NEW YORK CITY — Pot racks are often too large and cumbersome for narrow New York City kitchens, yet the lack of space begs for them.
Shopping for pot racks recently, I noticed that all the more affordable models felt, and looked, cheap. The more expensive options — starting at $175 — not only broke the bank but felt too thick and heavy for small spaces.
So I took a trip to the Home Depot and bought the materials to make one myself. I purchased galvanized pipe and matching fittings — to go with our stainless steel appliances. It cost $57.53 and required the same amount of measuring and drilling as a prefab rack.
There's no one way to build your own rack — there are dozens of fittings to screw into each other and you should have fun with it. However you build it, you'll most certainly need an elbow and flange for each end that is secured to the wall. The elbow connects the pipe to the flange. A flange is a circular disks that come in many shapes and materials. Mostly used for plumbing, they secure pipes to the floor or wall - and that's exactly what we'll use it for.
Follow these simple steps to getting a lean, minimal pot rack for a fraction of the price.
What you'll need:
One 1/2-inch galvanized pipe at your desired length.
Two 1/2-inch galvanized floor flanges.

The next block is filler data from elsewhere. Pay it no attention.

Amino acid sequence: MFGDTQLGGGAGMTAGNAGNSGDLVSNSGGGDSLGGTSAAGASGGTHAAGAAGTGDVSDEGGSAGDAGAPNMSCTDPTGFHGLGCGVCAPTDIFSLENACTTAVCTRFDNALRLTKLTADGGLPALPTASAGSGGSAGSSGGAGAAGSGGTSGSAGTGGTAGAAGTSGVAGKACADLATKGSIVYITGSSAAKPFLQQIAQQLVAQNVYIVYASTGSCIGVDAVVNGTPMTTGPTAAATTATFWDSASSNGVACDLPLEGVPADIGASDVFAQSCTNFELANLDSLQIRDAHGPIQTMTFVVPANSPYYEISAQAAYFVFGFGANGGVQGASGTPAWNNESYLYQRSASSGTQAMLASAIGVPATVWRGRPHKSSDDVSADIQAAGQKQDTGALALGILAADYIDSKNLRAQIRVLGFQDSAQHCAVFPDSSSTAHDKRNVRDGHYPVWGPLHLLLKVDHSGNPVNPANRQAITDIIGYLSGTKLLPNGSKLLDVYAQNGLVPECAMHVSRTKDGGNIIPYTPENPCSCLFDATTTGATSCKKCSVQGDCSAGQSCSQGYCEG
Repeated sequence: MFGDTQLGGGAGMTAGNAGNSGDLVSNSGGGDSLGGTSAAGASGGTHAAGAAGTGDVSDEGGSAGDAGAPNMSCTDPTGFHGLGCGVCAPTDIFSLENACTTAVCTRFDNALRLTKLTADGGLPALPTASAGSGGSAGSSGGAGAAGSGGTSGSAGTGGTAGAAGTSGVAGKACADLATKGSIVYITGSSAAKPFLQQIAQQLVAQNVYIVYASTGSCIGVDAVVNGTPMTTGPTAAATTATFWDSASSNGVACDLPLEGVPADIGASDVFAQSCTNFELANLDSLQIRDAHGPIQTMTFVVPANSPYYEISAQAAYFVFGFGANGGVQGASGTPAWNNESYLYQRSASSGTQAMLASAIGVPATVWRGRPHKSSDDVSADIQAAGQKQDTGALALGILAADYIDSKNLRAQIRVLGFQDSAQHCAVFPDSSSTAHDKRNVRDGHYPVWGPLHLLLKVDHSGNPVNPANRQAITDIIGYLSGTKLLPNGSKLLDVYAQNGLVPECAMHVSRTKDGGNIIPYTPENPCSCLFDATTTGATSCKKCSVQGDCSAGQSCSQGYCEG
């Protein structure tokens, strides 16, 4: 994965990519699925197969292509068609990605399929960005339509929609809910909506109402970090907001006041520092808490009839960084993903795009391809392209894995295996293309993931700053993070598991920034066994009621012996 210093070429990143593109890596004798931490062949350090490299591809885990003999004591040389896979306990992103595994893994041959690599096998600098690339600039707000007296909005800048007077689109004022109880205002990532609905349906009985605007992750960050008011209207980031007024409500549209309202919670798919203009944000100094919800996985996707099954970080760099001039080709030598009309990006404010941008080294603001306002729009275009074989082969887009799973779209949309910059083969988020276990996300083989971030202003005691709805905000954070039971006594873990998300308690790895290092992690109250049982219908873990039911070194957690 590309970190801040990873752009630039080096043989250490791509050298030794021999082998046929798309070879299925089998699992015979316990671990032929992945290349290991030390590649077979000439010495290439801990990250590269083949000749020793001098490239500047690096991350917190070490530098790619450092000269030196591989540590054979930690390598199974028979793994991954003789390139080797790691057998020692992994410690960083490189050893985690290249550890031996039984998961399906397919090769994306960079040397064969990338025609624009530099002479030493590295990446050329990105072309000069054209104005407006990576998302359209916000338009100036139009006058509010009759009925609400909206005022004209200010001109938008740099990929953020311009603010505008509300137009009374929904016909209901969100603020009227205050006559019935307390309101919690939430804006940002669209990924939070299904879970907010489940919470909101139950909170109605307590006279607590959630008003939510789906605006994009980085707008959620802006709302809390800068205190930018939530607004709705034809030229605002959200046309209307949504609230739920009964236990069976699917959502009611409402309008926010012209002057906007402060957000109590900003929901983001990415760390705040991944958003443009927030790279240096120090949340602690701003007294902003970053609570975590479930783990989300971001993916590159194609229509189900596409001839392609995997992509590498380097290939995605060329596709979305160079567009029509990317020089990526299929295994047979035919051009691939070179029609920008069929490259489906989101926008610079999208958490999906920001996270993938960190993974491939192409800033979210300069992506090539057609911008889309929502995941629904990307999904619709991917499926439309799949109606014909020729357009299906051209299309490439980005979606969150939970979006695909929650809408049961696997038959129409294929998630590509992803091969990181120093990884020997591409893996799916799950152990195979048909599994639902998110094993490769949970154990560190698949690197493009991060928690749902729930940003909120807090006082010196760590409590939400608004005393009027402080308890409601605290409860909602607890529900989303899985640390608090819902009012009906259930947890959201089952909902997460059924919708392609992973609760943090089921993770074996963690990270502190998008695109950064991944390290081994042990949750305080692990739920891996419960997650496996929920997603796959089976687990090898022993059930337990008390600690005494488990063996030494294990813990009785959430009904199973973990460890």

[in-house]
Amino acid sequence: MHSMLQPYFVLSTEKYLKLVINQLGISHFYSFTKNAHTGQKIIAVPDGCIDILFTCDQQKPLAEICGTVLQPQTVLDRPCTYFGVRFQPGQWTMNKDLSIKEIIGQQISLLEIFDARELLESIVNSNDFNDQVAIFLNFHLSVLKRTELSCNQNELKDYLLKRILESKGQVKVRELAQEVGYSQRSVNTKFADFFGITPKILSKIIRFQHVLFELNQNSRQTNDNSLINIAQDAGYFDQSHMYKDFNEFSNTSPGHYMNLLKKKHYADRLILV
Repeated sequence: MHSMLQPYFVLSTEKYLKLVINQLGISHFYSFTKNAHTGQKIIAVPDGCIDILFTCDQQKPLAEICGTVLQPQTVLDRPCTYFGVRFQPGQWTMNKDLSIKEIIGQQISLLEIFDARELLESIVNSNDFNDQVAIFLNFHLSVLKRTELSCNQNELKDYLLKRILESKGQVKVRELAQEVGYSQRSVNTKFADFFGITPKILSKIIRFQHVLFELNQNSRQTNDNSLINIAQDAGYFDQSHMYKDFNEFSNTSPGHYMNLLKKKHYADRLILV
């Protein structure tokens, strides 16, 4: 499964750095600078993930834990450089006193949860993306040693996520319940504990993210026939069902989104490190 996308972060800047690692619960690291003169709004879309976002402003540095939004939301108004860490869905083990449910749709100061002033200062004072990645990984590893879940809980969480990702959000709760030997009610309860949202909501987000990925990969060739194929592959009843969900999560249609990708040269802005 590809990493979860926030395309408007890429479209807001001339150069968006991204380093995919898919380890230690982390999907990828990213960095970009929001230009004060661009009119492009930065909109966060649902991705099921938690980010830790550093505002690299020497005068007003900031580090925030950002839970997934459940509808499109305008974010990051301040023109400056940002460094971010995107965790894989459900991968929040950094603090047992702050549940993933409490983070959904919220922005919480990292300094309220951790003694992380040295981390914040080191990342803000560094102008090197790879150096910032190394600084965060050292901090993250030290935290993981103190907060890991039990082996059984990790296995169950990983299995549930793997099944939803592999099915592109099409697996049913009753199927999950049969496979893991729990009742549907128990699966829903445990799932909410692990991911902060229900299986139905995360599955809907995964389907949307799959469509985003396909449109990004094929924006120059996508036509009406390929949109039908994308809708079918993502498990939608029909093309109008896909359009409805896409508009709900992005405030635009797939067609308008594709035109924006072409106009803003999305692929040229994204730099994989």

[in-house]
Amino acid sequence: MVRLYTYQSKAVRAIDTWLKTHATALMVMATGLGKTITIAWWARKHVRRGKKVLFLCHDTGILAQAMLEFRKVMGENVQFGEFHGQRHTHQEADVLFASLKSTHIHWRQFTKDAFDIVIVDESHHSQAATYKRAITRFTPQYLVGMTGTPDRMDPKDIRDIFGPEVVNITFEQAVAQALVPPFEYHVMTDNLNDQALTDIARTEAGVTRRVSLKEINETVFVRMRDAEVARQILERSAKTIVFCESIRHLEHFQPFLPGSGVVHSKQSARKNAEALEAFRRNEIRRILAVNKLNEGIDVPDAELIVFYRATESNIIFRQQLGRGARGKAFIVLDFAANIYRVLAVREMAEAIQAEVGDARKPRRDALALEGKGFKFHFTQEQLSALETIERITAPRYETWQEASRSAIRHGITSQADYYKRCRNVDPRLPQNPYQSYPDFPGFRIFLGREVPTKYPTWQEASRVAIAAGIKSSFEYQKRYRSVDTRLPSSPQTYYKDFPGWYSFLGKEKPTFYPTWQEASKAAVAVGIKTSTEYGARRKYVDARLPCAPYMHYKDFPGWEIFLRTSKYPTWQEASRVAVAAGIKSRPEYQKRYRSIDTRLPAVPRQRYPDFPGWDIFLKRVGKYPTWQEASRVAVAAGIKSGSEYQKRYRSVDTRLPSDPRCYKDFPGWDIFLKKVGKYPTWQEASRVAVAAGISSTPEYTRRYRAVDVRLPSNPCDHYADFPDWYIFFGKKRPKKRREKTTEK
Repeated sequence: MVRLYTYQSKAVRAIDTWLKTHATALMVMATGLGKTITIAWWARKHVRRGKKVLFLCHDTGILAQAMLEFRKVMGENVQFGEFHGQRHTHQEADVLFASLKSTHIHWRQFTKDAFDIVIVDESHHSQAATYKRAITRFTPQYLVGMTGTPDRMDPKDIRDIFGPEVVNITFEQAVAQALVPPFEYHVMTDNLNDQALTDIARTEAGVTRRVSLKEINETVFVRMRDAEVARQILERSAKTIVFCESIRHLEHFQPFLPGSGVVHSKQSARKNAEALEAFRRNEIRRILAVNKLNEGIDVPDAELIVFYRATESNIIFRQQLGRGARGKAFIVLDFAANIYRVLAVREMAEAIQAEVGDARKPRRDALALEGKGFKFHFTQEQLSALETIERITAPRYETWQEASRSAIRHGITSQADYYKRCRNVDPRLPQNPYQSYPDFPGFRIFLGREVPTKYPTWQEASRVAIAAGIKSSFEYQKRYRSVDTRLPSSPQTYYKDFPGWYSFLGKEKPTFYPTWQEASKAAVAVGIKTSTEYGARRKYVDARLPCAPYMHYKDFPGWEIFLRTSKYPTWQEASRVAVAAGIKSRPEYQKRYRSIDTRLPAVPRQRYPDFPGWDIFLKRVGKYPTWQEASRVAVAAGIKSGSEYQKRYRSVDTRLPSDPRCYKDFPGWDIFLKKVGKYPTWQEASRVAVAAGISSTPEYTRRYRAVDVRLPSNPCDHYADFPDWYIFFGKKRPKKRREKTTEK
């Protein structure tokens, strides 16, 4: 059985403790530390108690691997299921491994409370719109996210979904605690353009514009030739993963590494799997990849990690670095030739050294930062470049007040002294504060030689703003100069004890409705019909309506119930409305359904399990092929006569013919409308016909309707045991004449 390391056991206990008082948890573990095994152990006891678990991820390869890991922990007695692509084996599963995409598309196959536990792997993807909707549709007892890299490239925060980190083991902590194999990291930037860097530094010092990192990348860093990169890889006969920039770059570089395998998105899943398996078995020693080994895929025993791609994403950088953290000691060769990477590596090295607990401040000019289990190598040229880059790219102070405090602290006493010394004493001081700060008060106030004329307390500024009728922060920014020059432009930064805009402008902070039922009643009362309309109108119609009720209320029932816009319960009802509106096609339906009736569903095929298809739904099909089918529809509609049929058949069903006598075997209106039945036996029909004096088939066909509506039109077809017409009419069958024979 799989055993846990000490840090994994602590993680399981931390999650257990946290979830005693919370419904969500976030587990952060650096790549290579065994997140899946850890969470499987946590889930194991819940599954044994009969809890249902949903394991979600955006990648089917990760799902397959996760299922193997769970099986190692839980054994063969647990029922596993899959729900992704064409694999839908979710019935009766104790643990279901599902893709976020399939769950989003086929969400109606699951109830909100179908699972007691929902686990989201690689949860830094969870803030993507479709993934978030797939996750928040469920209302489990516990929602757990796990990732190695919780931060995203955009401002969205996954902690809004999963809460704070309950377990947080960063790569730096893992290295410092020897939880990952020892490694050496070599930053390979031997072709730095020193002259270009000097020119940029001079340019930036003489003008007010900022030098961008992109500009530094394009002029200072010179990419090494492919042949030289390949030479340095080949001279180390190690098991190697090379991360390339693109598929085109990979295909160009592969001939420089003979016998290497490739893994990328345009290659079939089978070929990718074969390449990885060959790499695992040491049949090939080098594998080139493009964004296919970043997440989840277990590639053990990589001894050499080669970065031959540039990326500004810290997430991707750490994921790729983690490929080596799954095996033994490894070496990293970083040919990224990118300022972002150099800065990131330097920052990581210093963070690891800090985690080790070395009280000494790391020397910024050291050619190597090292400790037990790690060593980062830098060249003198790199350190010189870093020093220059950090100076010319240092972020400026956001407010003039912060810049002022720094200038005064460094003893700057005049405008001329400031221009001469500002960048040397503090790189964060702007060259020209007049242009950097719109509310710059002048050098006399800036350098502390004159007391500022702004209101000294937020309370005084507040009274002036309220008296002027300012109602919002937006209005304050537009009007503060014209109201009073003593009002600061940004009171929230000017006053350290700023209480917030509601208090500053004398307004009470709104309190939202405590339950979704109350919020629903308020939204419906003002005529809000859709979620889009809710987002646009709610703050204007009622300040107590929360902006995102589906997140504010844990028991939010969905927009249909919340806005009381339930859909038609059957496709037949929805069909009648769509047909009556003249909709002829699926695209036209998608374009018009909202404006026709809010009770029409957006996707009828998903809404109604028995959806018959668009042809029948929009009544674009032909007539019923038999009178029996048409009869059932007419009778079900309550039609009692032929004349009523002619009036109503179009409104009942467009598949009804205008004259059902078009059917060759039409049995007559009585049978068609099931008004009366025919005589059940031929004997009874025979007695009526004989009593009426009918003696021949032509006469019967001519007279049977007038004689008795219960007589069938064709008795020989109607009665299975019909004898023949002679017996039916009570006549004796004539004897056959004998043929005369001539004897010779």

Two 1/2-inch galvanized 90-degree elbows.
.273 x 2 3/4-inch S-hooks, as many as you want.
Drill bit for desired wall.
At least eight screws and eight anchors specific for the material of the wall.
A level (or get the free iHandy app).
Determine where you want your pot rack to go, make sure it's level and trace the holes for the screws on the left flange.
Drill holes for the four screws where you've drawn your pencil marks. Wiggle the drill and make sure you've gone deep enough. Place the anchors in the holes and make sure they go in all the way — a little sticking out is OK.
Match the holes up to the floor flange (detach it from the pot rack for ease) and drill in screws. Make sure you leave each of them loose until all four screws are in, then tighten them up.
Now reattach your pot rack components — the flange to the elbow to the pipe — on the left side. Before you attach the parts on the right side, slip s-hooks onto the galvanized pipe so they are permanent and sturdy for your pots and pans. The s-hooks won't snap onto the pipe once it's installed.
Repeat steps 2 and 3 on the right side, only this time your rack will be fully attached to the flange when you drill in your screws.
Voila! Start hanging your pots and pans and clear out that much-needed cabinet space.